The paper presents an application of an electronic nose prototype comprised of six TGS-type sensors and one PID-type sensor to identify odour interaction phenomena in odorous three-component mixtures. The investigation encompassed eight odorous mixtures—toluene-acetone-triethylamine and formaldehyde-butyric acid-pinene—characterized by different odour intensity and hedonic tone. A principal component regression (PCR) calibration model was used for evaluation of predicted odour intensity and hedonic tone. Correctness of identification of odour interactions in the odorous three-component mixtures was determined based on the results obtained with the electronic nose. The results indicated a level of 75–80% for odour intensity and 57–73% for hedonic tone. The average root mean square error of prediction amounted to 0.03–0.06 for odour intensity determination and 0.07–0.34 for hedonic tone evaluation of the odorous three-component mixtures. Full article
(This article belongs to the Special Issue Artificial Olfaction and Taste)
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Open AccessArticle
Classification of Data from Electronic Nose Using Gradient Tree Boosting Algorithm
Sensors 2017, 17(10), 2376; https://doi.org/10.3390/s17102376 - 18 Oct 2017
Cited by 4
Abstract
In this paper, an approach that can fast classify the data from the electronic nose is presented. In this approach the gradient tree boosting algorithm is used to classify the gas data and the experiment results show that the proposed gradient tree boosting [...] Read more.
In this paper, an approach that can fast classify the data from the electronic nose is presented. In this approach the gradient tree boosting algorithm is used to classify the gas data and the experiment results show that the proposed gradient tree boosting algorithm achieved high performance on this classification problem, outperforming other algorithms as comparison. In addition, electronic nose we used only requires a few seconds of data after the gas reaction begins. Therefore, the proposed approach can realize a fast recognition of gas, as it does not need to wait for the gas reaction to reach steady state. Full article
(This article belongs to the Special Issue Artificial Olfaction and Taste)
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Open AccessArticle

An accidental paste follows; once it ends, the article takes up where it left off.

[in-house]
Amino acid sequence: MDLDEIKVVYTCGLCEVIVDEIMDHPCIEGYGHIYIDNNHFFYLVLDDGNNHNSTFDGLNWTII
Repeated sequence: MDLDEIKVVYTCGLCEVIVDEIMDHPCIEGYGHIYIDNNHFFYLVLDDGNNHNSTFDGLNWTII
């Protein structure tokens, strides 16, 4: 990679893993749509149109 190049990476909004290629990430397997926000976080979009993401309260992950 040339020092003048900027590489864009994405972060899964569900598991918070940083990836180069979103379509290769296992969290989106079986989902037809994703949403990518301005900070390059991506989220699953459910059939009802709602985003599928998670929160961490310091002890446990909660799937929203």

Effects of Dilution Systems in Olfactometry on the Recovery of Typical Livestock Odorants Determined by PTR-MS
Sensors 2017, 17(8), 1859; https://doi.org/10.3390/s17081859 - 11 Aug 2017
Cited by 10
Abstract
The present study provides an elaborate assessment of the performance of olfactometers in terms of odorant recovery for a selection of odorants emitted from livestock houses. The study includes three different olfactometer dilution systems, which have been in use at accredited odor laboratories. [...] Read more.
The present study provides an elaborate assessment of the performance of olfactometers in terms of odorant recovery for a selection of odorants emitted from livestock houses. The study includes three different olfactometer dilution systems, which have been in use at accredited odor laboratories. They consist of: (i) a custom-built olfactometer made of glass tubes, (ii) a TO8 olfactometer, and (iii) an Olfacton dilution system based on a mass flow controller. The odorants include hydrogen sulfide, methanethiol, dimethyl sulfide, acetic acid, butanoic acid, propanoic acid, 3-methylbutanoic acid, 4-methylphenol, and trimethylamine. Furthermore, n-butanol, as the reference gas in the European standard for olfactometry, EN13725, was included. All measurements were performed in real time with proton-transfer-reaction mass spectrometry (PTR-MS). The results show that only dimethyl sulfide was almost completely recovered in all cases, while for the remaining compounds, the performance was found to vary significantly (from 0 to 100%) depending on the chemical properties of the compounds, the concentration levels, the pulse duration, and the olfactometer material. To elucidate the latter, the recovery in different locations of the TO8 olfactometer and in tubes of different materials, that is, poly-tetrafluoroethylene (PTFE), perfluoroalkoxy (PFA), stainless steel and SilcoTek-coated steel, were tested. Significant saturation effects were observed when odorants were in contact with stainless steel. Full article
(This article belongs to the Special Issue Artificial Olfaction and Taste)